Digest

October 02, 2007

Carroll County : Westminster

House fire causes $550,000 damage

A house fire caused more than $500,000 in damage yesterday in a Westminster neighborhood near the Wakefield Valley Golf Course, fire officials said.

The fire, which began on the rear deck of a two-story frame house in the first block of Golden Eagle Court, was discovered shortly after noon, the state fire marshal's office said. The fire also damaged three nearby houses and a van, authorities said.

Deputy Chief Fire Marshal Allen Gosnell said the fire, which took 30 minutes to control, caused about $550,000 in damage. The Red Cross is assisting the two adults and one teenager displaced by the blaze.

Laura McCandlish

Baltimore County

: Education

McDonogh School gets $10 million gift

McDonogh School has received a $10 million pledge from a Baltimore real estate developer for the construction of a new student life center, school officials said yesterday.

The gift from Edward A. St. John of St. John Properties Inc. is the largest made to the school by a nonalumnus and former parent, officials said.

"The Edward A. St. John Student Center will be a central location that will complement and enhance many aspects of learning for all of our students, from kindergarten through grade 12," said Charles W. Britton, McDonogh's headmaster.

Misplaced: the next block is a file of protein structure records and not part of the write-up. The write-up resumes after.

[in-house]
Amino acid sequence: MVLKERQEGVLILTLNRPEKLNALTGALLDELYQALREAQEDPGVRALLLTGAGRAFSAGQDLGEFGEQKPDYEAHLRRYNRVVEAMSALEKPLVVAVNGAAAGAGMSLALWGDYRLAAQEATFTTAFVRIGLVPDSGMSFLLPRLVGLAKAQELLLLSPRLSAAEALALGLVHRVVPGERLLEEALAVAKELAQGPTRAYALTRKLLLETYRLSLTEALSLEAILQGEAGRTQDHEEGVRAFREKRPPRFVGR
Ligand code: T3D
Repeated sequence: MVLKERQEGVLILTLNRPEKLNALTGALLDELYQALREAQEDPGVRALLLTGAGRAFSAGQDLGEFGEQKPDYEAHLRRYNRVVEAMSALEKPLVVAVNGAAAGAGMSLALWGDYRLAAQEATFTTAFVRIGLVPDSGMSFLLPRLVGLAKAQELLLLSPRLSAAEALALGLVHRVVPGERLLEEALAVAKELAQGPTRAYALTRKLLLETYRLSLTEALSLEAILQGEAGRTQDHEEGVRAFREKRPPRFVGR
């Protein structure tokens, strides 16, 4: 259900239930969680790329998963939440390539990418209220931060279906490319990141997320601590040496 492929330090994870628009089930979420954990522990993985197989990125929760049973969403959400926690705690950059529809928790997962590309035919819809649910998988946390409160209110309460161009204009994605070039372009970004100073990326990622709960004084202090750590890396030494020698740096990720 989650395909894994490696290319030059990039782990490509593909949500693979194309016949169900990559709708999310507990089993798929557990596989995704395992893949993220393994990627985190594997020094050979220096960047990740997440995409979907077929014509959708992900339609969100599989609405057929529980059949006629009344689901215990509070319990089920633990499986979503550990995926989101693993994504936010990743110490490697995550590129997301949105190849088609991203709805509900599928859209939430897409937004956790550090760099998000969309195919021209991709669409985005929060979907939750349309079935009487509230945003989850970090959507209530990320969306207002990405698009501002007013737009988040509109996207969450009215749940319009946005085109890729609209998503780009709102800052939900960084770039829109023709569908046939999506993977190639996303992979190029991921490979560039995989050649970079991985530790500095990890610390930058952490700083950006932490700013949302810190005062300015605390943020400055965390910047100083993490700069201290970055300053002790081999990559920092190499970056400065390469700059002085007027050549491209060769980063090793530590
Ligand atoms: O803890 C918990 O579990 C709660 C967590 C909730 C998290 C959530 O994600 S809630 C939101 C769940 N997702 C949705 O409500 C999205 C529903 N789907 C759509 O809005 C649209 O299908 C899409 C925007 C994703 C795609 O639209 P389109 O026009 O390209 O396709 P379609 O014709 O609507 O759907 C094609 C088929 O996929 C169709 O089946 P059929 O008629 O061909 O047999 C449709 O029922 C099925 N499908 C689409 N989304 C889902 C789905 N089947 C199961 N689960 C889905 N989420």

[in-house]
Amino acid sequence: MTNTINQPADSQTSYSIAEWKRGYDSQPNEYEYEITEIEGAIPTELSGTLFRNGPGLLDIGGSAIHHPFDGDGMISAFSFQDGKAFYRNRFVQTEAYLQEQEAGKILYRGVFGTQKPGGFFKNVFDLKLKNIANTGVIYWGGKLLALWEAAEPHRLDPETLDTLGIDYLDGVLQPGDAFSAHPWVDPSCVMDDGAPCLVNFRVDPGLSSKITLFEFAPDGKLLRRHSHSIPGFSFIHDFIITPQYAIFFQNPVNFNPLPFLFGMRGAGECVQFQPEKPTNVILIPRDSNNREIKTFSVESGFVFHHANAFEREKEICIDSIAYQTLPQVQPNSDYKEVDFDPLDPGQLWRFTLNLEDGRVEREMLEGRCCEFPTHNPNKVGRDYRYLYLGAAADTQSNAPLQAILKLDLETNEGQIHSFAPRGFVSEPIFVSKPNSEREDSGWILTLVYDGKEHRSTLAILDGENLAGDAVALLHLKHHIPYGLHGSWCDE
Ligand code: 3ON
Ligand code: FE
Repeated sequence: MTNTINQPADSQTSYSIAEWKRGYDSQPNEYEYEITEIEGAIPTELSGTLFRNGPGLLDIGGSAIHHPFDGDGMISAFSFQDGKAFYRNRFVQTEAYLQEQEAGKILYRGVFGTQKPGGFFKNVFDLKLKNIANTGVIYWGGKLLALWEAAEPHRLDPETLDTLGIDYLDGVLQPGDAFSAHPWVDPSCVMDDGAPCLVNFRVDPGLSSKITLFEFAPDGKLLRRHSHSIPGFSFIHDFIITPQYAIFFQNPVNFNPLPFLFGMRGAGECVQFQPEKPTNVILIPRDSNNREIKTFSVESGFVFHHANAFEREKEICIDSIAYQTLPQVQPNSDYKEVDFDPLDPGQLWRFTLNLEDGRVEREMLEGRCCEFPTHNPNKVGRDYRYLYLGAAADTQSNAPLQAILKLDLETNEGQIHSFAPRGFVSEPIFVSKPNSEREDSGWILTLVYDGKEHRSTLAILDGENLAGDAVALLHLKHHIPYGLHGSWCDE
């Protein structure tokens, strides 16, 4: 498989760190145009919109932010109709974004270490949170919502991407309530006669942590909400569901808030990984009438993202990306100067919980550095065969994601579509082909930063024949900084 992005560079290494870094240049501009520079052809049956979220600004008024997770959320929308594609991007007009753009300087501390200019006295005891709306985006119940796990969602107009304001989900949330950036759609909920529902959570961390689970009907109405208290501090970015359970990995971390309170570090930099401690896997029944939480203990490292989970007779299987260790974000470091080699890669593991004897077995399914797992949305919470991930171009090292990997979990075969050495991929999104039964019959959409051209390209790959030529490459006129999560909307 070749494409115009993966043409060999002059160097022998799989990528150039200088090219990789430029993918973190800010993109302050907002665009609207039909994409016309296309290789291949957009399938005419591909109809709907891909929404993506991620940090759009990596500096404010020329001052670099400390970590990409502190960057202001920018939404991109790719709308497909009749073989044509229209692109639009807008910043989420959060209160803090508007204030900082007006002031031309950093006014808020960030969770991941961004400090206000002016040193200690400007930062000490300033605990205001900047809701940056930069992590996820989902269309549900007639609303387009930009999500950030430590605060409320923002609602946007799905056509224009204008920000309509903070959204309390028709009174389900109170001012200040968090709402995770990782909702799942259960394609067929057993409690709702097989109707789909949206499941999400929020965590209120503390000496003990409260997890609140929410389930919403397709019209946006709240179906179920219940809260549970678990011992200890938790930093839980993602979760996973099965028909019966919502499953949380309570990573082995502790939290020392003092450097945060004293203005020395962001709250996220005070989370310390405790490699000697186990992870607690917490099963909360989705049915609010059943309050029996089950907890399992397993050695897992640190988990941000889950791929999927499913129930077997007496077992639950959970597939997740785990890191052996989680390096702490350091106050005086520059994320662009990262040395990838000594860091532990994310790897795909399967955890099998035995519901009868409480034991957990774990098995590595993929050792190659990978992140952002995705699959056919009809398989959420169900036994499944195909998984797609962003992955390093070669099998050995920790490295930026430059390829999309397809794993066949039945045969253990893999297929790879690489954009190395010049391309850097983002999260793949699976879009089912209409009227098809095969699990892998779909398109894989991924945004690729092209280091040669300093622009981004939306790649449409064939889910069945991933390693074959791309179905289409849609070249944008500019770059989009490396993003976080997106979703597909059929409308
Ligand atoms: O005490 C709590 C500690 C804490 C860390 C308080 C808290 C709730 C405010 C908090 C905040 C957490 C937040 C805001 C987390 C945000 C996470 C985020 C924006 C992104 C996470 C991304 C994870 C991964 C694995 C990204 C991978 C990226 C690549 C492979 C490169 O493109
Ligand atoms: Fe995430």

The school, in Owings Mills, also announced the conclusion of its $50 million capital campaign, believed to be the largest ever completed by a Baltimore-area independent school. The effort supported an endowment for financial aid, faculty compensation and the construction of a 50-meter pool.

Howard County

: Ellicott City

County to purchase, convert post office

A 1940-vintage stone post office on historic Ellicott City's Main Street is to be purchased by Howard County government and converted for use as a tourism center, County Executive Ken Ulman said yesterday.

With a larger, modern postal facility about a mile away near U.S. 40, Maryland's congressional leaders persuaded the U.S. Postal Service to offer the building to the county as surplus, Ulman said.

The structure, replete with original painted murals, wood and metal clerk's windows and postal boxes, is on a list of the 10 most endangered historic buildings in the county, said Mary Catherine Cochran, president of Preservation Howard County.

Ulman said the $640,000 purchase should close April 1 if engineering inspections show no major faults in the building, which currently houses a branch post office.

If the purchase is made, the county would move its tiny tourism office from basement quarters in the rear of the building to the main floor facing Main Street.

Larry Carson

Baltimore

: School system

Fourth official leaves position

Gary Thrift, human resource officer for the city school system, resigned yesterday and is being replaced by JoAnne V. Koehler, city school officials said.

Thrift became the fourth notable official to leave the city school system since Chief Executive Officer Andres Alonso's arrival in July. Thrift follows Chief Academic Officer Linda Chinnia, Area Academic Officer Marilyn Perez and Director of Secondary School Instruction Jennifer Green. School system officials declined to comment on Thrift's departure.

Koehler previously served as a member of a team that oversaw special education in Baltimore for the State Department of Education. She also has worked in in the Baltimore County school system.

Brent Jones

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